Results: Classification of disease stage using a 52-gene classifier was found to be highly significantly correlated with pathologic stage (P < 0.001). Furthermore, the classifier added information regarding disease progression of Ta or T1 tumors (P < 0.001). The molecular 88-gene progression classifier was highly significantly correlated with progression-free survival (P < 0.001) and cancer-specific survival (P = 0.001). Multivariate Cox regression analysis showed the progression classifier to be an independently significant variable associated with disease progression after adjustment for age, sex, stage, grade, and treatment (hazard ratio, 2.3; P = 0.007). The diagnosis of CIS using a 68-gene classifier showed a highly significant correlation with histopathologic CIS diagnosis (odds ratio, 5.8; P < 0.001) in multivariate logistic regression analysis.

    Conclusion: This multicenter validation study confirms in an independent series the clinical utility of molecular classifiers to predict the outcome of patients initially diagnosed with non–muscle-invasive bladder cancer. This information may be useful to better guide patient treatment.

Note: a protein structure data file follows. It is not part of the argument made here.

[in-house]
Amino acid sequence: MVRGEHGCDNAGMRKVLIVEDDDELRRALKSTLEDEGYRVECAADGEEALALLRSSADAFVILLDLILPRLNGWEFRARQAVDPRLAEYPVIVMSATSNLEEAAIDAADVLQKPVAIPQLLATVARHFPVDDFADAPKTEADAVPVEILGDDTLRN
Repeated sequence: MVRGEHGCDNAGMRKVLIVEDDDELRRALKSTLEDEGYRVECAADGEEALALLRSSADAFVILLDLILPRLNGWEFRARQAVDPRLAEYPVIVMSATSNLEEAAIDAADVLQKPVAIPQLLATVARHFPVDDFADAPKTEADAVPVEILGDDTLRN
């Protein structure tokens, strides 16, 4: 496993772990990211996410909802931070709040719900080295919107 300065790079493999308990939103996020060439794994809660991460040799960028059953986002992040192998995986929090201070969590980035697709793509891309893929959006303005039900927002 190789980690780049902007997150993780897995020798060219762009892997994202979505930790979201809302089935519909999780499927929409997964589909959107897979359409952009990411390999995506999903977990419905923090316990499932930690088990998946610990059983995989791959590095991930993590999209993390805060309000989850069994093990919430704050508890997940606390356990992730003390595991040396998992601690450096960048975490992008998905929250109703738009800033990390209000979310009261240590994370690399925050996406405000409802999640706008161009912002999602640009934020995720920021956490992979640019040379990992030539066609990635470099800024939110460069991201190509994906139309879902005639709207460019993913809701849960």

• 32. Eechoute, Karel
    et al.
    Fransson, Martin N.
    Uppsala University, Disciplinary Domain of Medicine and Pharmacy, Faculty of Pharmacy, Department of Pharmaceutical Biosciences.
    Reyners, An K.
    De Jong, Floris A.
    Sparreboom, Axel
    Van Der Graaf, Winette T. A.
    Friberg, Lena E.
    Uppsala University, Disciplinary Domain of Medicine and Pharmacy, Faculty of Pharmacy, Department of Pharmaceutical Biosciences.